Yesterday, the Senate voted on two amendments that addressed the new 1099 reporting requirements in the health care law. The mandate requires businesses to submit 1099 forms for all purchased goods and services costing $600 or more, thereby subjecting businesses to even more burdensome regulations.
Senator Bill Nelson (D-FL) introduced an amendment (to the small business bill) that would have merely scaled back the new reporting requirements, while imposing a massive, discriminatory tax hike to supposedly “pay for” his proposal. Senator Nelson’s amendment would have eliminated the 199 section in the tax code that allows all domestic manufacturers to deduct six percent of their income, but only for American oil companies. Increased costs would have inevitably been passed down to consumers in the form of higher gas prices and electricity bills, and could have also endangered many jobs connected with an industry that employs or supports nine million Americans.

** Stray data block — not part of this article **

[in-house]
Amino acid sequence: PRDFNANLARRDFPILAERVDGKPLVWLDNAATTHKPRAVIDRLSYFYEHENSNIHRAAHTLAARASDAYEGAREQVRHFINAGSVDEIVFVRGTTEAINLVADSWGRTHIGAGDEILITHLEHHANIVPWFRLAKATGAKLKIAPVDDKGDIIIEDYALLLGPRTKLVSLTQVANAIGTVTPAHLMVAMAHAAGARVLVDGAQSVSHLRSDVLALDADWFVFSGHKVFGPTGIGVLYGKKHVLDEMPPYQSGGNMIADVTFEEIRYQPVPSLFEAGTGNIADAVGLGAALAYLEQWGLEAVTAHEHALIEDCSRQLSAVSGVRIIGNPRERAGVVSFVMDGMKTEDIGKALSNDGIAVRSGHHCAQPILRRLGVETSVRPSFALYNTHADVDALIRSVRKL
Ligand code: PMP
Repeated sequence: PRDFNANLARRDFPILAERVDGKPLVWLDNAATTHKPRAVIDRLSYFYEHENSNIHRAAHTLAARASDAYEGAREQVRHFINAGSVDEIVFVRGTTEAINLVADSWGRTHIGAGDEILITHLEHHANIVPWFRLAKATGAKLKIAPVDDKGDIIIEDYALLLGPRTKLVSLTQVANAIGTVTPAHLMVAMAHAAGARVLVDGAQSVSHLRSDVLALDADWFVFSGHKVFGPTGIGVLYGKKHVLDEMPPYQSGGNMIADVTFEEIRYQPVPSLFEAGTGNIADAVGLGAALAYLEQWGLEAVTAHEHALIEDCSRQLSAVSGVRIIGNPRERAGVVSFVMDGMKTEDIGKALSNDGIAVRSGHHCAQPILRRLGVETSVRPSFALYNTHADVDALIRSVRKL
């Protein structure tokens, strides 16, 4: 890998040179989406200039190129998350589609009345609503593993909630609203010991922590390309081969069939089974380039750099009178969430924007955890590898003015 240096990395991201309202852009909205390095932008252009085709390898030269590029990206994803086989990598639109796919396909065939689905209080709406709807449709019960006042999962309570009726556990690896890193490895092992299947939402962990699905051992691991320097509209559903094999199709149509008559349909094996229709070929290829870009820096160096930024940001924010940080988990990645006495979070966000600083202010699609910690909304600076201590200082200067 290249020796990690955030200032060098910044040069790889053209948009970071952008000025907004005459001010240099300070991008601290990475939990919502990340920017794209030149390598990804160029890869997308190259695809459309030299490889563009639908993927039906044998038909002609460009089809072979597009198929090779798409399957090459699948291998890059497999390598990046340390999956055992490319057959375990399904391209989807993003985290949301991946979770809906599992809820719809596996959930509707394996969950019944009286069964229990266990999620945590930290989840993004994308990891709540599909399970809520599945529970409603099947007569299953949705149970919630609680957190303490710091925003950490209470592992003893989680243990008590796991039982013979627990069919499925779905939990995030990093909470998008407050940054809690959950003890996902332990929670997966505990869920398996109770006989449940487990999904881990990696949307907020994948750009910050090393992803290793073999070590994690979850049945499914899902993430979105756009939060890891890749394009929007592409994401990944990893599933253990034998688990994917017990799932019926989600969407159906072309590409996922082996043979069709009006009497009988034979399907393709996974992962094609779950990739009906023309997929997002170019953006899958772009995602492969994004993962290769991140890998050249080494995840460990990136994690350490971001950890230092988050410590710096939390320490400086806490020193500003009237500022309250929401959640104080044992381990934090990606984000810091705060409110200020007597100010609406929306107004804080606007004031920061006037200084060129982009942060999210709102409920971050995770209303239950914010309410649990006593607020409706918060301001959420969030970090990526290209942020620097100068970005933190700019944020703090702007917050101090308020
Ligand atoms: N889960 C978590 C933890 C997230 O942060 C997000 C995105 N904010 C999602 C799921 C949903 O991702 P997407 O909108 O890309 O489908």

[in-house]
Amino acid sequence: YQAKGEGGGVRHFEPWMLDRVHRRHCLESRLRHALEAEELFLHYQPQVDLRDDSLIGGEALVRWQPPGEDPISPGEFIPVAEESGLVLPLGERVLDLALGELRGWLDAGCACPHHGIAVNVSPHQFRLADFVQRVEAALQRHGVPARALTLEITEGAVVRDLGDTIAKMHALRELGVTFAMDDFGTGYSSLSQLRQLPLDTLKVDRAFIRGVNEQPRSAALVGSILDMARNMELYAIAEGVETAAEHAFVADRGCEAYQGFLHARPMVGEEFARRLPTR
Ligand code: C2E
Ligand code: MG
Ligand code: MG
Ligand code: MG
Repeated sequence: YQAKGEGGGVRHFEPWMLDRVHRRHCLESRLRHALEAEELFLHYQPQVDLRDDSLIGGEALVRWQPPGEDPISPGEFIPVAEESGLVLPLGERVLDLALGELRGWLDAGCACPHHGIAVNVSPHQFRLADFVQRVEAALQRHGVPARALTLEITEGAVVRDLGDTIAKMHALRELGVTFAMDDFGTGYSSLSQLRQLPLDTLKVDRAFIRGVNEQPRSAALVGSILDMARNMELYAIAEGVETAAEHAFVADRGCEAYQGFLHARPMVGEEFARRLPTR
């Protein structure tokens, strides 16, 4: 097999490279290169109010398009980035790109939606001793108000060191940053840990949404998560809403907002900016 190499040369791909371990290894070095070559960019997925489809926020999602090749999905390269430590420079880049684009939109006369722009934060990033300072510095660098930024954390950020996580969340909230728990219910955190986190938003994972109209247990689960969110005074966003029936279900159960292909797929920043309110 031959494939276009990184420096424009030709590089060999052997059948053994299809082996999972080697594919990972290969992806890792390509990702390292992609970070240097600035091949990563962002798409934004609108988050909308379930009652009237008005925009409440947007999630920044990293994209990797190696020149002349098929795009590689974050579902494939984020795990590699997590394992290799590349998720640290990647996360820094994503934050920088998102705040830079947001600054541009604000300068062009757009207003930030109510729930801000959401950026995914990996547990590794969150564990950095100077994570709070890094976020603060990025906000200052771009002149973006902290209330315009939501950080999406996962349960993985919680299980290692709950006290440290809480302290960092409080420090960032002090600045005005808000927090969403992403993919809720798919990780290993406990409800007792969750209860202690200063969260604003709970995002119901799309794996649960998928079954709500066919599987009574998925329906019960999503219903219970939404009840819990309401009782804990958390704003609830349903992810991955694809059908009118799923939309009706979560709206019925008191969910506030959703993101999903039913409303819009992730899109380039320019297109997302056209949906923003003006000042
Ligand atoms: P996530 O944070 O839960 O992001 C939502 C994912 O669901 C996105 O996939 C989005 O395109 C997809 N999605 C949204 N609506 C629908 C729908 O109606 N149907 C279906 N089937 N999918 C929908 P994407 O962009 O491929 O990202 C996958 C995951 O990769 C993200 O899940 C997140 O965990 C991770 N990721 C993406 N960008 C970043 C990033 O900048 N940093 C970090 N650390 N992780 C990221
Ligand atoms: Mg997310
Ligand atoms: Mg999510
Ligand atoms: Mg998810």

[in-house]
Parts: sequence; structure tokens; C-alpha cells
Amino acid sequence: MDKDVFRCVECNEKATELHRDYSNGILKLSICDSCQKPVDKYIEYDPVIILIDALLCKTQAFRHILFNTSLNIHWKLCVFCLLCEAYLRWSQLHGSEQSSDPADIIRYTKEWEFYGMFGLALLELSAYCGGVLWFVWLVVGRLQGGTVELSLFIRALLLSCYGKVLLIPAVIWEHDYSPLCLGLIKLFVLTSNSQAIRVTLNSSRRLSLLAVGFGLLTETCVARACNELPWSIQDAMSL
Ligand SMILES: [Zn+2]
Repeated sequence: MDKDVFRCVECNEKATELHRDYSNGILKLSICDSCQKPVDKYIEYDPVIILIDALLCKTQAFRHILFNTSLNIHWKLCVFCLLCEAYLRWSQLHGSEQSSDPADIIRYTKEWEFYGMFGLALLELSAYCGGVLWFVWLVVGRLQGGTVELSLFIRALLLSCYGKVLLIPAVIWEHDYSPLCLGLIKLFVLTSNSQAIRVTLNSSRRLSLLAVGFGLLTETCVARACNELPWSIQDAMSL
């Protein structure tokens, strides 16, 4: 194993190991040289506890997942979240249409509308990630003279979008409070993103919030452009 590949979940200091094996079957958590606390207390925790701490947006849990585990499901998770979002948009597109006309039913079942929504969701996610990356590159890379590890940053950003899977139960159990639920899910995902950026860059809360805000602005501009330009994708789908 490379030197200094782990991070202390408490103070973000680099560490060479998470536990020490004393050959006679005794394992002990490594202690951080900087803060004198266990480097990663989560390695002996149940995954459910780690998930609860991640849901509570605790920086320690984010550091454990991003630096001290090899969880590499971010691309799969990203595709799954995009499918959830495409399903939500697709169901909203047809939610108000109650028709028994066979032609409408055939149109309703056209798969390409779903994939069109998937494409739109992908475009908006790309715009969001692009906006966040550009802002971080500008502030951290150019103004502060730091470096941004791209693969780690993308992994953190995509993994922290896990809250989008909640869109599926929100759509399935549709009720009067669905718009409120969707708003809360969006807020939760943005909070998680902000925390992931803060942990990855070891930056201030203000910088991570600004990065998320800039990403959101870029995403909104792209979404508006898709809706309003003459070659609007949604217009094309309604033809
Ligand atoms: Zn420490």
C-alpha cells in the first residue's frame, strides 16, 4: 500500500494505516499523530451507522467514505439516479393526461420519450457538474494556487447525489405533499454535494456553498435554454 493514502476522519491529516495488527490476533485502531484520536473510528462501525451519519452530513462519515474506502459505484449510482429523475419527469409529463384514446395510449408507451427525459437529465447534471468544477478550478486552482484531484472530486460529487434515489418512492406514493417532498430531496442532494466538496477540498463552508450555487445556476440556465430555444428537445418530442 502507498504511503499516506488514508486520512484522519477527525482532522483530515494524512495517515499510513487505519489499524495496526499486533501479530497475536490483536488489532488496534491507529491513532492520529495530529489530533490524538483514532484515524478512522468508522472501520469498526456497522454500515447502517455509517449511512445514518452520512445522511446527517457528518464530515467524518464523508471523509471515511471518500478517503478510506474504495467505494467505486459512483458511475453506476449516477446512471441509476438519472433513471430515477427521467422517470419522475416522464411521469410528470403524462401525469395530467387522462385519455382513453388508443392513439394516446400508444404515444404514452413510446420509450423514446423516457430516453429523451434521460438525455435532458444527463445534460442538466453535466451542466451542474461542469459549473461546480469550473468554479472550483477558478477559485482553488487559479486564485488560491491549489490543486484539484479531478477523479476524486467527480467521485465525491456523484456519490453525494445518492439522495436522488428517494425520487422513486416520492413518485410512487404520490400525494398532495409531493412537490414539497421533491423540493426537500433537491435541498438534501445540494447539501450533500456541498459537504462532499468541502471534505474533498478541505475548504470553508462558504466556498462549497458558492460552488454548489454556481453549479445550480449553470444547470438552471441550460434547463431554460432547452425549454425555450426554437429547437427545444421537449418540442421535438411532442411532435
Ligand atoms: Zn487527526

Senator Mike Johanns (R-NE) introduced an amendment to fully repeal the new 1099 mandate without raising taxes.
We sent a Vote Alert to Senate offices urging a NO vote on the Nelson Amendment and a YES vote on the Johanns Amendment. Both amendments failed.
The Senate is likely to vote on final passage of the small business lending bill by the end of the week.